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We know that the nucleus of the cell is the White House of the cell and its DNA is the president and it commands to make protein. So my question when DNA only codes for protein and enzymes,after the birth of a new cell where does the cell get lipids and carbohydrates to make membranes, organelles, water, ions, plasma membrane etc ...?

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Molecules like complex lipids and carbohydrates are all synthesized by a special class of proteins that catalyze chemical reactions, called enzymes. Since the information of these proteins is coded for in the nucleus, you can imagine that ultimately the synthesis of these molecules does boil down to the genome.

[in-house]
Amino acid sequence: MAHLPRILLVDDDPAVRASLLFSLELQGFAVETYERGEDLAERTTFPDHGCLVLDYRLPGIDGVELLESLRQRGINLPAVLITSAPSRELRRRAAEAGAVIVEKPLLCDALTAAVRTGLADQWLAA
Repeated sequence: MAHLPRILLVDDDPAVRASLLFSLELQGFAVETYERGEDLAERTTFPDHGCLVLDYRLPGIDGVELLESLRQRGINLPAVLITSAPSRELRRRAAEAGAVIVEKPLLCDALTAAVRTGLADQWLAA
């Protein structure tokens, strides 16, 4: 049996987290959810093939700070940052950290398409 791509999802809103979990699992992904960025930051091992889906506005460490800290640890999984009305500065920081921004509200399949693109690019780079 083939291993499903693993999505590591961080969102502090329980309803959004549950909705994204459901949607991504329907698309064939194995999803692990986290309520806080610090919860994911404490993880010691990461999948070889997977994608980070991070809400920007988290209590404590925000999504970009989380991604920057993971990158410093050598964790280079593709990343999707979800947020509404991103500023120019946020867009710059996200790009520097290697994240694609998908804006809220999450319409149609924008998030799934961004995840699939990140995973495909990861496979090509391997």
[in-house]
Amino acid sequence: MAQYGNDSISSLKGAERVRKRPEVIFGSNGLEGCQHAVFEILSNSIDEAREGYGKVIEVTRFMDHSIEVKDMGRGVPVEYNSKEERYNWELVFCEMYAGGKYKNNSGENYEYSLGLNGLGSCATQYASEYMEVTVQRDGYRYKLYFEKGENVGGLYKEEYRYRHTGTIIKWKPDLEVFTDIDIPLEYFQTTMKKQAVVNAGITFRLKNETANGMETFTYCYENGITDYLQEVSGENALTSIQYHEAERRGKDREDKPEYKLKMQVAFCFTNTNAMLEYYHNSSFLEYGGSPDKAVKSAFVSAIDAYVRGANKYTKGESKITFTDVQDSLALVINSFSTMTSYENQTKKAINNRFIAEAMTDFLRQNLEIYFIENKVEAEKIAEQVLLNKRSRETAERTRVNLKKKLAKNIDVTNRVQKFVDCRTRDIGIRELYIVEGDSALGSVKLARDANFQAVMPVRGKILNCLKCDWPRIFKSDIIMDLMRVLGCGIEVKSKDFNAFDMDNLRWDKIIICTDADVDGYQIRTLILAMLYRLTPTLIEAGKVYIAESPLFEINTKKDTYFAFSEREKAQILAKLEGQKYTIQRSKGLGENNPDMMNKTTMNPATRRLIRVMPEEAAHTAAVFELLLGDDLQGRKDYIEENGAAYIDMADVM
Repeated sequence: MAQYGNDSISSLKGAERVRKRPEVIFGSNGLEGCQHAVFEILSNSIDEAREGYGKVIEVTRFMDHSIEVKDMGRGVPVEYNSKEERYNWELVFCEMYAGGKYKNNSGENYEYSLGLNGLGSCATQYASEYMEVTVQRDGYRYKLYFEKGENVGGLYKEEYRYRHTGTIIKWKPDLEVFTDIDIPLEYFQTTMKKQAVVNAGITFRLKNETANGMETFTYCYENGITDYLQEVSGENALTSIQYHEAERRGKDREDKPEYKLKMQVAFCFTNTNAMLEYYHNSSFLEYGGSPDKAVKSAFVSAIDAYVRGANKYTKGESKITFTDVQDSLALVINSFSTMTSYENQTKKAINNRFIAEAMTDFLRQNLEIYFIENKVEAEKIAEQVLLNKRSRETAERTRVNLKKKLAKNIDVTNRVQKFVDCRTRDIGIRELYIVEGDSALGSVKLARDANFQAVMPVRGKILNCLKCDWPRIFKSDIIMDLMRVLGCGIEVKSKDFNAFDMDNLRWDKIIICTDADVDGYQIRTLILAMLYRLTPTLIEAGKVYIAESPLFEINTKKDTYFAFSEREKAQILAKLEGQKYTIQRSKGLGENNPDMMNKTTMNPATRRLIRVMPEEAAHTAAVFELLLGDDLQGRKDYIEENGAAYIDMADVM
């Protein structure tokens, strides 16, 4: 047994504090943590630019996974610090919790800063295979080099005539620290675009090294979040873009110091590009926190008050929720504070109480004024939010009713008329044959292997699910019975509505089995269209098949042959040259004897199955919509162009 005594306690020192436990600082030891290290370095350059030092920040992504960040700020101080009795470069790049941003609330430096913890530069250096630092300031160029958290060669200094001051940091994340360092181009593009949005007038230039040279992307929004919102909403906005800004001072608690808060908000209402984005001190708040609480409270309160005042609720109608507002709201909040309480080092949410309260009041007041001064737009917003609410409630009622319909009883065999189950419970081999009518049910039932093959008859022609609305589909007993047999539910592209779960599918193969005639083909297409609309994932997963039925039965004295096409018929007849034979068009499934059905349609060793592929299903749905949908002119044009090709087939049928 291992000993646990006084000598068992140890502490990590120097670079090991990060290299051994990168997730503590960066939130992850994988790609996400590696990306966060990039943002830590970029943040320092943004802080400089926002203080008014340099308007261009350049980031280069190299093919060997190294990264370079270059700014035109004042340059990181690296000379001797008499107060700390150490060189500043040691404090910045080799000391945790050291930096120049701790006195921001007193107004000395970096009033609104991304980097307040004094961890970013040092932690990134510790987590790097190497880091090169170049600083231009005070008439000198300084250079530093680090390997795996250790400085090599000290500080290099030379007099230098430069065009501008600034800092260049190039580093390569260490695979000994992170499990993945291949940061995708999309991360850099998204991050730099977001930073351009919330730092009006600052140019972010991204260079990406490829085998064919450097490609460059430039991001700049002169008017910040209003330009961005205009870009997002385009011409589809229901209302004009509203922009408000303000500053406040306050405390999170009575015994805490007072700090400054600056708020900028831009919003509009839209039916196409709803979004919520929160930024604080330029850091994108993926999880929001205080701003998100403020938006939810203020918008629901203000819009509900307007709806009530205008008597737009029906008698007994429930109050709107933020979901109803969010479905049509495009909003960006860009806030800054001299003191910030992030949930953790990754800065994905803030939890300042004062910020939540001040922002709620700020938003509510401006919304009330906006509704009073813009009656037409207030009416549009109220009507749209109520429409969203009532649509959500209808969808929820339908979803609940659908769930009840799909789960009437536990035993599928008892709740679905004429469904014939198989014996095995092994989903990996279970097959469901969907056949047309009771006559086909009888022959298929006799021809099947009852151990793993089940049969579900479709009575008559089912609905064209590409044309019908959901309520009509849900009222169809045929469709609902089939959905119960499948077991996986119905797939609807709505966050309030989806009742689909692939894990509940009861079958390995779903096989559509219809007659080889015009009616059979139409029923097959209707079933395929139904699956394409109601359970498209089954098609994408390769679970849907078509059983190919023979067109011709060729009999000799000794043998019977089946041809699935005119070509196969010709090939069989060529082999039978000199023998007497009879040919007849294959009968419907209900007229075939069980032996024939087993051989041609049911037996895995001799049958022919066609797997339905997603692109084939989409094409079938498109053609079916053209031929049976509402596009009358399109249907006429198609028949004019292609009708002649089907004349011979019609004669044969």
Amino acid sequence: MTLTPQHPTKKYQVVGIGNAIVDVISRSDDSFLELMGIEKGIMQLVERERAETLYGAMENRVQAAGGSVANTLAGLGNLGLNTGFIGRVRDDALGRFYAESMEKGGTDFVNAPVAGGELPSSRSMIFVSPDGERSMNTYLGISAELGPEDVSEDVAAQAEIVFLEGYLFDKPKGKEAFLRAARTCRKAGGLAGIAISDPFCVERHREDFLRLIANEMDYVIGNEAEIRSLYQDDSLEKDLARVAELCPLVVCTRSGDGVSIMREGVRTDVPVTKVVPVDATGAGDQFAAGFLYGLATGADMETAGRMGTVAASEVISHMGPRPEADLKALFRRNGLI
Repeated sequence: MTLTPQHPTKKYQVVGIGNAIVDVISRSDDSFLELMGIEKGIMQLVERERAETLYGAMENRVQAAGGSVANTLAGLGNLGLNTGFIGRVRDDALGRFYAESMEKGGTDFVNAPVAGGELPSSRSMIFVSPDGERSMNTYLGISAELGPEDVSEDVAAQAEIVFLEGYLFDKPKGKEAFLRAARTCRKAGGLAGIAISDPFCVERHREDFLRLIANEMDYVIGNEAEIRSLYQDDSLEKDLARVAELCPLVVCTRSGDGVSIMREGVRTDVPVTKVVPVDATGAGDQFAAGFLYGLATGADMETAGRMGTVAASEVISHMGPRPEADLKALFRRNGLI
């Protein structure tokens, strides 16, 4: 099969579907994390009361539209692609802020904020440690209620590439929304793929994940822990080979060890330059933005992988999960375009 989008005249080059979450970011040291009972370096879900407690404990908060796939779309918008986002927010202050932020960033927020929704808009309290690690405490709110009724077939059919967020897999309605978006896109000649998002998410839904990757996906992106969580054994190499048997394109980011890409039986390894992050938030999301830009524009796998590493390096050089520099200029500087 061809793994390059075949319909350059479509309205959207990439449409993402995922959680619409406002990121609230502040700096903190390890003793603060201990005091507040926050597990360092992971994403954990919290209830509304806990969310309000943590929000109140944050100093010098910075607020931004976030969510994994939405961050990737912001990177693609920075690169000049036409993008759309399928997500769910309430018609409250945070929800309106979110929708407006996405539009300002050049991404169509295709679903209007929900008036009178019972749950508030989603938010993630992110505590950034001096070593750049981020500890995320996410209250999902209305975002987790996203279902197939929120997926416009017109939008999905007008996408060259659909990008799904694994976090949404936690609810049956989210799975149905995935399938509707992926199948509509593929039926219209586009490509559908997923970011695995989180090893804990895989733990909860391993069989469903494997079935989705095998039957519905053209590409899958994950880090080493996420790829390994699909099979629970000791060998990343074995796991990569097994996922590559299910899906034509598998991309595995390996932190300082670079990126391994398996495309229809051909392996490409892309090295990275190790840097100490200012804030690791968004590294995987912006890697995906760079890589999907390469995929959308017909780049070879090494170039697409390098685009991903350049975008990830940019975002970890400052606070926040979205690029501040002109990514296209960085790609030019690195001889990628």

The basic building blocks that the enzymes use to synthesize complicated molecules come from things you eat. Of course, we eat things that were once alive, and so the molecules that we get have been built up through enzymatic processes in the organisms we eat.

Ultimately, the "pre-organism" source of most of our molecules is CO2 from the air. Plants and photosynthetic algae have proteins that allow them to use the energy of the sun to reduce the carbon, making useful compounds such as glucose.

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so imagine the first cell of the universe the begining of the world where the cells got there other molecules?? – user4147 Feb 28 '14 at 5:00
Looks like in the beginning of the world there were a lot of organic molecules available (since there wasn't bacteria to eat them). The cells only began building them after a long process of natural selection. – Rodrigo Feb 28 '14 at 19:14

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